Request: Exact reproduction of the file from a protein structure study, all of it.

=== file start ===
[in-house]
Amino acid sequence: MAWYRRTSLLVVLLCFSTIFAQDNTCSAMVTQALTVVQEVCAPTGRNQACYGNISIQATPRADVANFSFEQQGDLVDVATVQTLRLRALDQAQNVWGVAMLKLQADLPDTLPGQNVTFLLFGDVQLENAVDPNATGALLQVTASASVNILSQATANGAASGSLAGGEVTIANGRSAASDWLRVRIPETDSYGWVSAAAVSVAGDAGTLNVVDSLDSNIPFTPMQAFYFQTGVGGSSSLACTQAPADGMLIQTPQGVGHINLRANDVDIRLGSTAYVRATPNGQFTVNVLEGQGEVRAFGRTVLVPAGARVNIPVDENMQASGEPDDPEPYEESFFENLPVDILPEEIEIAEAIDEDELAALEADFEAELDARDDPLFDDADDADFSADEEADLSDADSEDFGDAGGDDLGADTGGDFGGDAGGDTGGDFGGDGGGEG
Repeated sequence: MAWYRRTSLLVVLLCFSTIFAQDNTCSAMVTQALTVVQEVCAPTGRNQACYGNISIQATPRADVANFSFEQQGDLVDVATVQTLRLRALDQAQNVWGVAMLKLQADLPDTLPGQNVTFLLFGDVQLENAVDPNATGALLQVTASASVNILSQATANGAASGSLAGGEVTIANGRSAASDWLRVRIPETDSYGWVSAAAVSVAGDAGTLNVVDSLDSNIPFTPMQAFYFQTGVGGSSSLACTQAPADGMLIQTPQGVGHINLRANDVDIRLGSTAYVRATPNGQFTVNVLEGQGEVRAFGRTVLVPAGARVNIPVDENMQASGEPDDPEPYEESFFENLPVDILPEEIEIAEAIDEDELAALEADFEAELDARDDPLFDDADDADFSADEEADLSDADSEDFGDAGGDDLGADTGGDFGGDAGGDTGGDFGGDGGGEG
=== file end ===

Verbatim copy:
[in-house]
Amino acid sequence: MAWYRRTSLLVVLLCFSTIFAQDNTCSAMVTQALTVVQEVCAPTGRNQACYGNISIQATPRADVANFSFEQQGDLVDVATVQTLRLRALDQAQNVWGVAMLKLQADLPDTLPGQNVTFLLFGDVQLENAVDPNATGALLQVTASASVNILSQATANGAASGSLAGGEVTIANGRSAASDWLRVRIPETDSYGWVSAAAVSVAGDAGTLNVVDSLDSNIPFTPMQAFYFQTGVGGSSSLACTQAPADGMLIQTPQGVGHINLRANDVDIRLGSTAYVRATPNGQFTVNVLEGQGEVRAFGRTVLVPAGARVNIPVDENMQASGEPDDPEPYEESFFENLPVDILPEEIEIAEAIDEDELAALEADFEAELDARDDPLFDDADDADFSADEEADLSDADSEDFGDAGGDDLGADTGGDFGGDAGGDTGGDFGGDGGGEG
Repeated sequence: MAWYRRTSLLVVLLCFSTIFAQDNTCSAMVTQALTVVQEVCAPTGRNQACYGNISIQATPRADVANFSFEQQGDLVDVATVQTLRLRALDQAQNVWGVAMLKLQADLPDTLPGQNVTFLLFGDVQLENAVDPNATGALLQVTASASVNILSQATANGAASGSLAGGEVTIANGRSAASDWLRVRIPETDSYGWVSAAAVSVAGDAGTLNVVDSLDSNIPFTPMQAFYFQTGVGGSSSLACTQAPADGMLIQTPQGVGHINLRANDVDIRLGSTAYVRATPNGQFTVNVLEGQGEVRAFGRTVLVPAGARVNIPVDENMQASGEPDDPEPYEESFFENLPVDILPEEIEIAEAIDEDELAALEADFEAELDARDDPLFDDADDADFSADEEADLSDADSEDFGDAGGDDLGADTGGDFGGDAGGDTGGDFGGDGGGEG